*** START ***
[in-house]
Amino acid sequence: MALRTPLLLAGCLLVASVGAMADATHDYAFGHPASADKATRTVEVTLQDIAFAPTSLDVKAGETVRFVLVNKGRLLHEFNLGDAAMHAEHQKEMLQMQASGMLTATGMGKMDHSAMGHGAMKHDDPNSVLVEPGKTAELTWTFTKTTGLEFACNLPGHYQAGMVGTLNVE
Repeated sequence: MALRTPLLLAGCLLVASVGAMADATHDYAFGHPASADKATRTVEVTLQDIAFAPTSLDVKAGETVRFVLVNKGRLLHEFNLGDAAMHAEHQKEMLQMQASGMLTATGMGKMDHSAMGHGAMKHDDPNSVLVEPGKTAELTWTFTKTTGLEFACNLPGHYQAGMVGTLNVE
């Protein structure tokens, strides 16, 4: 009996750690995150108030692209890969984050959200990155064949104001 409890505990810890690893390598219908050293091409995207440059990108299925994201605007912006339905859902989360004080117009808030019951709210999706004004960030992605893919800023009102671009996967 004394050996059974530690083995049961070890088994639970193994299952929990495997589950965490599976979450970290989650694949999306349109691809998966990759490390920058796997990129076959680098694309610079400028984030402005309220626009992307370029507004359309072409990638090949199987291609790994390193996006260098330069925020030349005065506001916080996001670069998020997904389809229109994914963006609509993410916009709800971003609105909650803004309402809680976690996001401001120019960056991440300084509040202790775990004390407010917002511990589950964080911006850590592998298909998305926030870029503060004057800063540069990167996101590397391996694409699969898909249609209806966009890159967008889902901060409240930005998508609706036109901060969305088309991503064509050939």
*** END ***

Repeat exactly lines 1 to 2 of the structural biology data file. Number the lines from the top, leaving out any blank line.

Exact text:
[in-house]
Amino acid sequence: MALRTPLLLAGCLLVASVGAMADATHDYAFGHPASADKATRTVEVTLQDIAFAPTSLDVKAGETVRFVLVNKGRLLHEFNLGDAAMHAEHQKEMLQMQASGMLTATGMGKMDHSAMGHGAMKHDDPNSVLVEPGKTAELTWTFTKTTGLEFACNLPGHYQAGMVGTLNVE